Searching...
Friday, April 22, 2016

SHAKESPEARE QUOTATIONS

There is nothing either good or bad but thinking makes it so.



* * * * *



To be, or not to be, that is the question.



* * * * *



We have seen better days. (Timon of Athens)



This life, which had been the tomb of his virtue and of his honour, is but a walking shadow; a poor player, that struts and frets his hour upon the stage, and then is heard no more: it is a tale told by an idiot, full of sound and fury, signifying nothing.



* * * * *



A fool thinks himself to be wise, but a wise man knows himself to be a fool.



The lunatic, the lover, and the poet, are of imagination all compact.




The lunatic, the lover, and the poet, are of imagination all compact.



* * * * *


Get thee to a nunnery. (Hamlet)



* * * * *


And why not death rather than living torment? To die is to be banish'd from myself; And Silvia is myself: banish'd from her Is self from self: a deadly banishment!



* * * * *



I wasted time, and now doth time waste me.



* * * * *


Lord, what fools these mortals be! (A Midsummer Night’s dream)



* * * * *



Whoever loved that loved not at first sight? (As You Like It)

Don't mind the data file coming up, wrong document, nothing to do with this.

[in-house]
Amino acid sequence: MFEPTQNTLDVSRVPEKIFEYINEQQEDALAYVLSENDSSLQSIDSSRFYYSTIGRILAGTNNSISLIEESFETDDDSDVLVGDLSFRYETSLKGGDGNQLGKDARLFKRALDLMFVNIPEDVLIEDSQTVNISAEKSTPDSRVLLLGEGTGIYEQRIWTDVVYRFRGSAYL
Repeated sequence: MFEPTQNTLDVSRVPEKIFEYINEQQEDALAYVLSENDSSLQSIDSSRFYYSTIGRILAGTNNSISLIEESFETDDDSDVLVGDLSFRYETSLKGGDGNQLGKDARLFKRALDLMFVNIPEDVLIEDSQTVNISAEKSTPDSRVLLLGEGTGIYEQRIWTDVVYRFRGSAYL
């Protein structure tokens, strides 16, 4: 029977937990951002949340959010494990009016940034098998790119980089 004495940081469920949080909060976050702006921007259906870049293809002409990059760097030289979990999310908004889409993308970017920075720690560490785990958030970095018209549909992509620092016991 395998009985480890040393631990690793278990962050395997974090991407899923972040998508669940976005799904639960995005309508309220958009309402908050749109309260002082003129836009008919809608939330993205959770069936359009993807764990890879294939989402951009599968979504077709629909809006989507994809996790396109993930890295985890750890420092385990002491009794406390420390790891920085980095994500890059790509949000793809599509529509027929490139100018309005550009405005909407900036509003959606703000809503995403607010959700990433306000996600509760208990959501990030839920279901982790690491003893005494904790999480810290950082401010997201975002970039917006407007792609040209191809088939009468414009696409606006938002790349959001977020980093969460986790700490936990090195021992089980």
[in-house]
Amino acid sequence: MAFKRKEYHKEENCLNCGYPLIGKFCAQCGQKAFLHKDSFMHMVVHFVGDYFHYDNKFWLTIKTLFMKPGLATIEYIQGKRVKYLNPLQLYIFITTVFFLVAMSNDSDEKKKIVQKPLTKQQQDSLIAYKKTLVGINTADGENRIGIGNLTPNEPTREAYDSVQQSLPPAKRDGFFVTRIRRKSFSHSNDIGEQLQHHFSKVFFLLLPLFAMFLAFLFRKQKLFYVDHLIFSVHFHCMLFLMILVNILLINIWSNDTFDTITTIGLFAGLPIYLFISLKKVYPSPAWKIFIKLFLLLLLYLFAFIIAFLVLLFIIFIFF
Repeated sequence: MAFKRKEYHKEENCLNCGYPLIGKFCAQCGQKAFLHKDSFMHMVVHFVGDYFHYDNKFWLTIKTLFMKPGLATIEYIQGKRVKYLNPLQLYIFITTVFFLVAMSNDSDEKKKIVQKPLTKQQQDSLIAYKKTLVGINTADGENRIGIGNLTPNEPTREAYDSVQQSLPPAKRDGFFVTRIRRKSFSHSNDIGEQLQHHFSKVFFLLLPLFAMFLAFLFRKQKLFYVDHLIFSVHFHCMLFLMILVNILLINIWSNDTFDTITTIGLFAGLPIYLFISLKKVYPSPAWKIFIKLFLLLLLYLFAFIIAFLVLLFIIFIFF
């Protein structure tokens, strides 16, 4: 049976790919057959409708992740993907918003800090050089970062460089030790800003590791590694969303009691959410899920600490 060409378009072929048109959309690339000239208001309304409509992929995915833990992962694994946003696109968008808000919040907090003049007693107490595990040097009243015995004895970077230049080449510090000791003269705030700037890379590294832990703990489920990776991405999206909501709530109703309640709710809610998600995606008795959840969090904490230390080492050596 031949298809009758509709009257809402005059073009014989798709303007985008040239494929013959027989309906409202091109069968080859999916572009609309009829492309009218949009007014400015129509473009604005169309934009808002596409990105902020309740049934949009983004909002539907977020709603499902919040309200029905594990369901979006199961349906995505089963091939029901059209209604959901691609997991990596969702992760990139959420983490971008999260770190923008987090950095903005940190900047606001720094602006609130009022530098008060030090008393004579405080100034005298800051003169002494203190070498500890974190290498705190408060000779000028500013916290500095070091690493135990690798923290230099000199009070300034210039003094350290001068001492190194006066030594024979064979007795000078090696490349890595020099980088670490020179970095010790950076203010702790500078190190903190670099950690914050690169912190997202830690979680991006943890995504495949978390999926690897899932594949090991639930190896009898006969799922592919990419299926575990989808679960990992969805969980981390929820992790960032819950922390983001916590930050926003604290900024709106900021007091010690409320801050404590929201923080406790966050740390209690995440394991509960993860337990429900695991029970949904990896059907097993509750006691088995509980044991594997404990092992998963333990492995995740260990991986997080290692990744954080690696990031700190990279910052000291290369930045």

* * * * *


I am a man more sinned against than sinning. (King Lear)



* * * * *



Golden lads and girls all must, as chimney-sweepers, come to dust. (Cymbeline)



* * * * *

We know what we are, but know not what we may be.
William Shakespeare



* * * * *



Love all, trust a few, do wrong to none.
William Shakespeare



* * * * *


How far that little candle throws its beams! So shines a good deed in a naughty world.



* * * * *



Boldness be my friend.



* * * * *



To do a great right do a little wrong.



* * * * *



Ambition should be made of sterner stuff.



* * * * *


God has given you one face, and you make yourself another.



* * * * *



Some are born great, some achieve greatness, and some have greatness thrust upon them.



* * * * *


He doth bestride the narrow world like a Colossus; and we petty men walk under his huge legs, and peep about to find ourselves dishonourable graves. (Julius Caesar)



* * * * *



But, for my own part, it was Greek to me. (Julius Caesar)



* * * * *


Doubt thou the stars are fire, Doubt that the sun doth move. Doubt truth to be a liar, But never doubt I love



* * * * *



Better a witty fool than a foolish wit.



* * * * *


Many a good hanging prevents a bad marriage.



* * * * *



Sweet are the uses of adversity which, like the toad, ugly and venomous, wears yet a precious jewel in his head.



* * * * *



What is past is prologue.



* * * * *



The fashion of the world is to avoid cost, and you encounter it.



0 comments:

Post a Comment